verb (used without object)
verb (used with object)
Origin of retch
Examples from the Web for retching
Nurse: Yes she is quite stable at the night, she hasn't had any retching with me and she has been sleeping on and off.Hospital Gives Details of Kate Middleton to DJ Impersonating The Queen...Badly...|Tom Sykes|December 5, 2012|DAILY BEAST
The most common methods of finishing are retching and burnishing.The Building of a Book|Various
I leaned against the railing of stone, sick as a dog and retching.Valley of the Croen|Lee Tarbell
He dropped Jason and fell to the floor, retching and gasping.Deathworld|Harry Harrison
I suffered intensely during this ride; every step of my horse seemed to increase it, and induced constant sickness and retching.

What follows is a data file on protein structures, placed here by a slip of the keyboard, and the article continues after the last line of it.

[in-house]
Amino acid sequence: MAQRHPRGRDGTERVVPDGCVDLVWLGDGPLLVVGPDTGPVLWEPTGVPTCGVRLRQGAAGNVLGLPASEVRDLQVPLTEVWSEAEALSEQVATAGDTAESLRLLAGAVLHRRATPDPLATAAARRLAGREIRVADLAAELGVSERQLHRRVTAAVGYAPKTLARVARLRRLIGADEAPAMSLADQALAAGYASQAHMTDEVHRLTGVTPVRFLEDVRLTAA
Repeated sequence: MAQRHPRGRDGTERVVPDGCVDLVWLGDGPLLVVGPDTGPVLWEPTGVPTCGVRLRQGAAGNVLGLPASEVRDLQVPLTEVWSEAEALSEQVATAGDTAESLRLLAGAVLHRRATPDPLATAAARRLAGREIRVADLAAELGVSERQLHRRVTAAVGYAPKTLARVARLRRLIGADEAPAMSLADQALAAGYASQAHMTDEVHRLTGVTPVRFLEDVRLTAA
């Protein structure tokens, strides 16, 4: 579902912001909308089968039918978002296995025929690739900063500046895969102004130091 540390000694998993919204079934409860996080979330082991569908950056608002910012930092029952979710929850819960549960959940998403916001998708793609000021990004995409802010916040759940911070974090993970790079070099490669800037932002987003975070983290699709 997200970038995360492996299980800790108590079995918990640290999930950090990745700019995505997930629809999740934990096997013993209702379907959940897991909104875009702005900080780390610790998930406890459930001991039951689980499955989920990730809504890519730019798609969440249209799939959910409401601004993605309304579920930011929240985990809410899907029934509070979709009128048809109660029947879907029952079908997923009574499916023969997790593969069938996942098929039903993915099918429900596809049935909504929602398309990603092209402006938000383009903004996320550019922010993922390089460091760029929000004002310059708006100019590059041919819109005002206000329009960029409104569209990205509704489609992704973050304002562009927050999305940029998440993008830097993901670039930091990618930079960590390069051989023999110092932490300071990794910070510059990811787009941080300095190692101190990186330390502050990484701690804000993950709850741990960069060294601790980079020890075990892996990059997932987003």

Fern had driven him home; deposited him, retching and wabbling, on the Bogart porch.Main Street|Sinclair Lewis
British Dictionary definitions for retching
Word Origin for retch
Word Origin and History for retching
1540s, originally "to clear the throat, to cough up phlegm," from Old English hræcan "to cough up, spit" (related to hraca "phlegm"), from Proto-Germanic *khrækijanan (cf. Old High German rahhison "to clear one's throat"), of imitative origin (cf. Lithuanian kregeti "to grunt"). Meaning "to make efforts to vomit" is from 1850; sense of "to vomit" is first attested 1888. Related: Retched; retching.